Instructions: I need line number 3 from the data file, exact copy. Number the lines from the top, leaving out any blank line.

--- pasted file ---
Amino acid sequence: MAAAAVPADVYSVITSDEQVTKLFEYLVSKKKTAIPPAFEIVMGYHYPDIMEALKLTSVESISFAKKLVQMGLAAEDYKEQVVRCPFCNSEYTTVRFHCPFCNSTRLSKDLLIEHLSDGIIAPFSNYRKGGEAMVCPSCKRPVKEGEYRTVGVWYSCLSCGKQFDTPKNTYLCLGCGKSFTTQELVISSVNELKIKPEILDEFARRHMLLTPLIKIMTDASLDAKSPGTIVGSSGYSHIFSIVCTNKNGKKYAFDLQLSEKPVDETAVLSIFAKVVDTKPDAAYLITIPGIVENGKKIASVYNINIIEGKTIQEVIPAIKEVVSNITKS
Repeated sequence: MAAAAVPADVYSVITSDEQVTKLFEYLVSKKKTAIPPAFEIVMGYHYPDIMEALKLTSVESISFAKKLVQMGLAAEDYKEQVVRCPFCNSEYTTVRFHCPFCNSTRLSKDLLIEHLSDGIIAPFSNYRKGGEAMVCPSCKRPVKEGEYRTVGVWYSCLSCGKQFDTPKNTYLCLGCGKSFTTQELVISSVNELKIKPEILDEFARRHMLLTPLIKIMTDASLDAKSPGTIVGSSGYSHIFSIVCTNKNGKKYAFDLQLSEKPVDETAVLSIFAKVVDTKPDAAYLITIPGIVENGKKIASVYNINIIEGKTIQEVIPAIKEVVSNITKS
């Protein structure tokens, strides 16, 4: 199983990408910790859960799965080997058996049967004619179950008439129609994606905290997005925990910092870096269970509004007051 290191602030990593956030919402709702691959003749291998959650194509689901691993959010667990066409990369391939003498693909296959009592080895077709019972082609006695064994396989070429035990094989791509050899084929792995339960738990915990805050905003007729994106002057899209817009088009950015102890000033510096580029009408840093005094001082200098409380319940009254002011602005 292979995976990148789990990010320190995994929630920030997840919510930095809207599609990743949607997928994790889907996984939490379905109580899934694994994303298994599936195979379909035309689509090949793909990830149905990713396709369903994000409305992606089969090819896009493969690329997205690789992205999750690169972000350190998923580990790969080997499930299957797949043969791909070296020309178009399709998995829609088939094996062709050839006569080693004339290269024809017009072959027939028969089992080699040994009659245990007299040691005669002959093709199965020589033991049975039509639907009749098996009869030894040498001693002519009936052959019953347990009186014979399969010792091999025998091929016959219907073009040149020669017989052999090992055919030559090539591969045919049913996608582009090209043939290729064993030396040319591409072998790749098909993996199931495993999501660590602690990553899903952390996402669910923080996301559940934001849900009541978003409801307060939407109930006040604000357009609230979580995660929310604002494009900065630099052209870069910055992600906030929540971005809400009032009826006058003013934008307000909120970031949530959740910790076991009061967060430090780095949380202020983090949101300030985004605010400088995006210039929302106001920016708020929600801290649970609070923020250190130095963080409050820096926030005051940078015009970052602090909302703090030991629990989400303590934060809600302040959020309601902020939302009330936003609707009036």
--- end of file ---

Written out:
């Protein structure tokens, strides 16, 4: 199983990408910790859960799965080997058996049967004619179950008439129609994606905290997005925990910092870096269970509004007051 290191602030990593956030919402709702691959003749291998959650194509689901691993959010667990066409990369391939003498693909296959009592080895077709019972082609006695064994396989070429035990094989791509050899084929792995339960738990915990805050905003007729994106002057899209817009088009950015102890000033510096580029009408840093005094001082200098409380319940009254002011602005 292979995976990148789990990010320190995994929630920030997840919510930095809207599609990743949607997928994790889907996984939490379905109580899934694994994303298994599936195979379909035309689509090949793909990830149905990713396709369903994000409305992606089969090819896009493969690329997205690789992205999750690169972000350190998923580990790969080997499930299957797949043969791909070296020309178009399709998995829609088939094996062709050839006569080693004339290269024809017009072959027939028969089992080699040994009659245990007299040691005669002959093709199965020589033991049975039509639907009749098996009869030894040498001693002519009936052959019953347990009186014979399969010792091999025998091929016959219907073009040149020669017989052999090992055919030559090539591969045919049913996608582009090209043939290729064993030396040319591409072998790749098909993996199931495993999501660590602690990553899903952390996402669910923080996301559940934001849900009541978003409801307060939407109930006040604000357009609230979580995660929310604002494009900065630099052209870069910055992600906030929540971005809400009032009826006058003013934008307000909120970031949530959740910790076991009061967060430090780095949380202020983090949101300030985004605010400088995006210039929302106001920016708020929600801290649970609070923020250190130095963080409050820096926030005051940078015009970052602090909302703090030991629990989400303590934060809600302040959020309601902020939302009330936003609707009036």